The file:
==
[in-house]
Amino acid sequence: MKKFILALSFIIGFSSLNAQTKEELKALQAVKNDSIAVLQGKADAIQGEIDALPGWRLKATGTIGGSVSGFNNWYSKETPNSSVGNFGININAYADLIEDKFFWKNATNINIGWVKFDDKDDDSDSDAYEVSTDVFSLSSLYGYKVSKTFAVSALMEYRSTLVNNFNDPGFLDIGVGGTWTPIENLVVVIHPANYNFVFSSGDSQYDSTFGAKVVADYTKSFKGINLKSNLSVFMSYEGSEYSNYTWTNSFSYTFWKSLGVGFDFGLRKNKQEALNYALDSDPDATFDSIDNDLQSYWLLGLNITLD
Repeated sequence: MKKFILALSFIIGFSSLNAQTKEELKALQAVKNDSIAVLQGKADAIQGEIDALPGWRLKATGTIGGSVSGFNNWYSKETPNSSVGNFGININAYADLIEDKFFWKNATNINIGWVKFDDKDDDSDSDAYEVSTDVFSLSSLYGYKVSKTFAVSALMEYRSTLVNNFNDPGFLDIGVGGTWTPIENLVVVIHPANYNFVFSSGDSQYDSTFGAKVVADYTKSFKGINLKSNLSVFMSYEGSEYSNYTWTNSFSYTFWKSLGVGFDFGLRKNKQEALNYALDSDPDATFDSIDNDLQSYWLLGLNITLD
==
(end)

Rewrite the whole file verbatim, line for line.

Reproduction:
[in-house]
Amino acid sequence: MKKFILALSFIIGFSSLNAQTKEELKALQAVKNDSIAVLQGKADAIQGEIDALPGWRLKATGTIGGSVSGFNNWYSKETPNSSVGNFGININAYADLIEDKFFWKNATNINIGWVKFDDKDDDSDSDAYEVSTDVFSLSSLYGYKVSKTFAVSALMEYRSTLVNNFNDPGFLDIGVGGTWTPIENLVVVIHPANYNFVFSSGDSQYDSTFGAKVVADYTKSFKGINLKSNLSVFMSYEGSEYSNYTWTNSFSYTFWKSLGVGFDFGLRKNKQEALNYALDSDPDATFDSIDNDLQSYWLLGLNITLD
Repeated sequence: MKKFILALSFIIGFSSLNAQTKEELKALQAVKNDSIAVLQGKADAIQGEIDALPGWRLKATGTIGGSVSGFNNWYSKETPNSSVGNFGININAYADLIEDKFFWKNATNINIGWVKFDDKDDDSDSDAYEVSTDVFSLSSLYGYKVSKTFAVSALMEYRSTLVNNFNDPGFLDIGVGGTWTPIENLVVVIHPANYNFVFSSGDSQYDSTFGAKVVADYTKSFKGINLKSNLSVFMSYEGSEYSNYTWTNSFSYTFWKSLGVGFDFGLRKNKQEALNYALDSDPDATFDSIDNDLQSYWLLGLNITLD